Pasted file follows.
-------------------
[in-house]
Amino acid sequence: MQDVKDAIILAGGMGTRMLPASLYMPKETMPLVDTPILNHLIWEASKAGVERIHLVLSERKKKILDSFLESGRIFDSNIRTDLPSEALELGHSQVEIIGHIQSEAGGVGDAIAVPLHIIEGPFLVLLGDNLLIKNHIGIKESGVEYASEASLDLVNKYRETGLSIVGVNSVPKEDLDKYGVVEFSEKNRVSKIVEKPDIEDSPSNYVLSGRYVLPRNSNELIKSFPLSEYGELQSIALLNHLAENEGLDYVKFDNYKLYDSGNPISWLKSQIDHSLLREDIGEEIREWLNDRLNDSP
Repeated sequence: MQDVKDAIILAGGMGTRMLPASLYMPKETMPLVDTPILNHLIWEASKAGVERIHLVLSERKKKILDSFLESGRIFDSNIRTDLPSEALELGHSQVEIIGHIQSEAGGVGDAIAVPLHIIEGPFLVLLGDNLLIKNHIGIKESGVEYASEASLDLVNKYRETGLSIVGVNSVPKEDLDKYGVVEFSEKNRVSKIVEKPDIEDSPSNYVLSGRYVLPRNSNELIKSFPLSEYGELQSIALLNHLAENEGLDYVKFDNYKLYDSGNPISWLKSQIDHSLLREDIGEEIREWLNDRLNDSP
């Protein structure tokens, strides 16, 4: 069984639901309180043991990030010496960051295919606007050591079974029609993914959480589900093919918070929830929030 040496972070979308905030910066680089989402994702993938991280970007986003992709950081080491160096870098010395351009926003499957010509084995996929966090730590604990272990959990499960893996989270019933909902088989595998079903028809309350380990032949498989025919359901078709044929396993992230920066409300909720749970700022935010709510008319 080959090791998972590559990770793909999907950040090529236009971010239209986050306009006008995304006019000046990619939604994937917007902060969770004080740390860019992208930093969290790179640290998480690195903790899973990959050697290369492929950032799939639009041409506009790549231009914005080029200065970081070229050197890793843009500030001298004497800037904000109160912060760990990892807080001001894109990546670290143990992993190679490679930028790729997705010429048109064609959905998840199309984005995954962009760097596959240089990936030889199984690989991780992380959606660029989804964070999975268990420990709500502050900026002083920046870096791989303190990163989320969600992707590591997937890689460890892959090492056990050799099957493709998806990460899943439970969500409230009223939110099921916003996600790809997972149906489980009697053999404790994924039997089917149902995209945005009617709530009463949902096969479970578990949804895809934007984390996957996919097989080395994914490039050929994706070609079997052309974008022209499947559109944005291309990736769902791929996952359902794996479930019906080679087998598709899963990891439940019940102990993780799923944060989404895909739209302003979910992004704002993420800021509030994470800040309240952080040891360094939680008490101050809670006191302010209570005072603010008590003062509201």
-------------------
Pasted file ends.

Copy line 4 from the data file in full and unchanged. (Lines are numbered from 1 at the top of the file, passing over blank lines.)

């Protein structure tokens, strides 16, 4: 069984639901309180043991990030010496960051295919606007050591079974029609993914959480589900093919918070929830929030 040496972070979308905030910066680089989402994702993938991280970007986003992709950081080491160096870098010395351009926003499957010509084995996929966090730590604990272990959990499960893996989270019933909902088989595998079903028809309350380990032949498989025919359901078709044929396993992230920066409300909720749970700022935010709510008319 080959090791998972590559990770793909999907950040090529236009971010239209986050306009006008995304006019000046990619939604994937917007902060969770004080740390860019992208930093969290790179640290998480690195903790899973990959050697290369492929950032799939639009041409506009790549231009914005080029200065970081070229050197890793843009500030001298004497800037904000109160912060760990990892807080001001894109990546670290143990992993190679490679930028790729997705010429048109064609959905998840199309984005995954962009760097596959240089990936030889199984690989991780992380959606660029989804964070999975268990420990709500502050900026002083920046870096791989303190990163989320969600992707590591997937890689460890892959090492056990050799099957493709998806990460899943439970969500409230009223939110099921916003996600790809997972149906489980009697053999404790994924039997089917149902995209945005009617709530009463949902096969479970578990949804895809934007984390996957996919097989080395994914490039050929994706070609079997052309974008022209499947559109944005291309990736769902791929996952359902794996479930019906080679087998598709899963990891439940019940102990993780799923944060989404895909739209302003979910992004704002993420800021509030994470800040309240952080040891360094939680008490101050809670006191302010209570005072603010008590003062509201």